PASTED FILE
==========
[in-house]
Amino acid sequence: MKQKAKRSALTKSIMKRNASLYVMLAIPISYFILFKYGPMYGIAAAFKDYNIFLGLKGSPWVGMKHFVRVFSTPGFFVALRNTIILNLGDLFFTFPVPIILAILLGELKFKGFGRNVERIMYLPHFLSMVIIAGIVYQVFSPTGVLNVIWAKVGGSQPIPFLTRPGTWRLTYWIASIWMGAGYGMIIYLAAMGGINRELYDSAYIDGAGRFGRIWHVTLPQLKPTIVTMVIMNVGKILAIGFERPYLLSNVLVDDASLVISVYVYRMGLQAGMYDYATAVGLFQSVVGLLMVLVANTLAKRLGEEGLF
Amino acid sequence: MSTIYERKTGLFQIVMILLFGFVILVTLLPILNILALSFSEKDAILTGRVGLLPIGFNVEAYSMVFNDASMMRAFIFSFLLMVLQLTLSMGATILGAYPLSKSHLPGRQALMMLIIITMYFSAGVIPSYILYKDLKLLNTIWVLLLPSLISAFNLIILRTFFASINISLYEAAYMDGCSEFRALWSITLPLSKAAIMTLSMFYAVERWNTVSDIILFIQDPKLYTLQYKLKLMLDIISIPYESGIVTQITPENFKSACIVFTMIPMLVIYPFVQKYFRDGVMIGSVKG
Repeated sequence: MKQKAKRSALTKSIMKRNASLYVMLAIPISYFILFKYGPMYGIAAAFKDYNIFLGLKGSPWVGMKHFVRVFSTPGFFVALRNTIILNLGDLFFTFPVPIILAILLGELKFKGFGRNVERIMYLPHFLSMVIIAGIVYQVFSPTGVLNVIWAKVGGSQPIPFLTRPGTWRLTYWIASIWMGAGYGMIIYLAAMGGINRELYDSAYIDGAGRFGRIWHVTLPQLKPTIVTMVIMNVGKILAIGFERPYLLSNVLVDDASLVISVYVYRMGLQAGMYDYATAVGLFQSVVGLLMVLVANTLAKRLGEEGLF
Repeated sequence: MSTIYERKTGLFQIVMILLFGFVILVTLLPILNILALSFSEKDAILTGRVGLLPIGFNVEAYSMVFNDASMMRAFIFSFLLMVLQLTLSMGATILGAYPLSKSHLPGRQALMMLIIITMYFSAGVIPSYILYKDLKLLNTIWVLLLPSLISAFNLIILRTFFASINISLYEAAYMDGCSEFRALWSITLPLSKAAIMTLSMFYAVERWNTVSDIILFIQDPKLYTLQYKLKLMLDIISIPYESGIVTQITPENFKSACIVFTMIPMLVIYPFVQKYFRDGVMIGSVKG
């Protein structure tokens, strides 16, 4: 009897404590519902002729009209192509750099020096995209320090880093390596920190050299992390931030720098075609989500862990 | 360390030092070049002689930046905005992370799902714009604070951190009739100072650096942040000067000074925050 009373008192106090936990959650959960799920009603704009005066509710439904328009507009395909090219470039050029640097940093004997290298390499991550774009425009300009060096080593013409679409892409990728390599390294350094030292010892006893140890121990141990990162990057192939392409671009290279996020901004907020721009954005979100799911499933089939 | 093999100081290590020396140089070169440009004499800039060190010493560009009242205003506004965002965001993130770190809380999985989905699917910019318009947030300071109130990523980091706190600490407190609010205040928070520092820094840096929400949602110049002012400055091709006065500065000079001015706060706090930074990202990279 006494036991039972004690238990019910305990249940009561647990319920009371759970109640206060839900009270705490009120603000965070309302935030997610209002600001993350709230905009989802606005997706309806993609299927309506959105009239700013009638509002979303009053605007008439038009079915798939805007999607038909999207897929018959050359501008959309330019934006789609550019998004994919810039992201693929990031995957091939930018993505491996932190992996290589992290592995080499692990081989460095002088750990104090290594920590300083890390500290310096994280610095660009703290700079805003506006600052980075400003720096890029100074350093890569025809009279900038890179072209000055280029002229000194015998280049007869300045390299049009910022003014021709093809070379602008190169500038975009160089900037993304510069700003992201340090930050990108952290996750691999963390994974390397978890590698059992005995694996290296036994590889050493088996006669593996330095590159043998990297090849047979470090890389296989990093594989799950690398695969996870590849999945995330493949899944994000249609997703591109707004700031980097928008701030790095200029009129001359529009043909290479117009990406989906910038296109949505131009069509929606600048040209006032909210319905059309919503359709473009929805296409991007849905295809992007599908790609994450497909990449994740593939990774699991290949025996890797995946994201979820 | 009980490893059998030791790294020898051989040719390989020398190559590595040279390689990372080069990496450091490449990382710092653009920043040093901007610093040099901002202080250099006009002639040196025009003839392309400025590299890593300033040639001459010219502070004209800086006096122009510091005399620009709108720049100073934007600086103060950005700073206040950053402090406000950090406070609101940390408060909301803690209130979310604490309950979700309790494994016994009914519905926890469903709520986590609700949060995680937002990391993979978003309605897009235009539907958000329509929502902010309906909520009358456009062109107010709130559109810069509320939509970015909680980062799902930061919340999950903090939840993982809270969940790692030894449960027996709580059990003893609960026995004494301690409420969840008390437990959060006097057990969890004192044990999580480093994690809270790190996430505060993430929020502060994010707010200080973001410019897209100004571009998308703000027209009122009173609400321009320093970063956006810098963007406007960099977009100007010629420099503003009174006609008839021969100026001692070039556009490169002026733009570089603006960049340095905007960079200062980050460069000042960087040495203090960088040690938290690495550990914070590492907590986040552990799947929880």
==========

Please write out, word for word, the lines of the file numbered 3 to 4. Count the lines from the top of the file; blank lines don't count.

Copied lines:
Amino acid sequence: MSTIYERKTGLFQIVMILLFGFVILVTLLPILNILALSFSEKDAILTGRVGLLPIGFNVEAYSMVFNDASMMRAFIFSFLLMVLQLTLSMGATILGAYPLSKSHLPGRQALMMLIIITMYFSAGVIPSYILYKDLKLLNTIWVLLLPSLISAFNLIILRTFFASINISLYEAAYMDGCSEFRALWSITLPLSKAAIMTLSMFYAVERWNTVSDIILFIQDPKLYTLQYKLKLMLDIISIPYESGIVTQITPENFKSACIVFTMIPMLVIYPFVQKYFRDGVMIGSVKG
Repeated sequence: MKQKAKRSALTKSIMKRNASLYVMLAIPISYFILFKYGPMYGIAAAFKDYNIFLGLKGSPWVGMKHFVRVFSTPGFFVALRNTIILNLGDLFFTFPVPIILAILLGELKFKGFGRNVERIMYLPHFLSMVIIAGIVYQVFSPTGVLNVIWAKVGGSQPIPFLTRPGTWRLTYWIASIWMGAGYGMIIYLAAMGGINRELYDSAYIDGAGRFGRIWHVTLPQLKPTIVTMVIMNVGKILAIGFERPYLLSNVLVDDASLVISVYVYRMGLQAGMYDYATAVGLFQSVVGLLMVLVANTLAKRLGEEGLF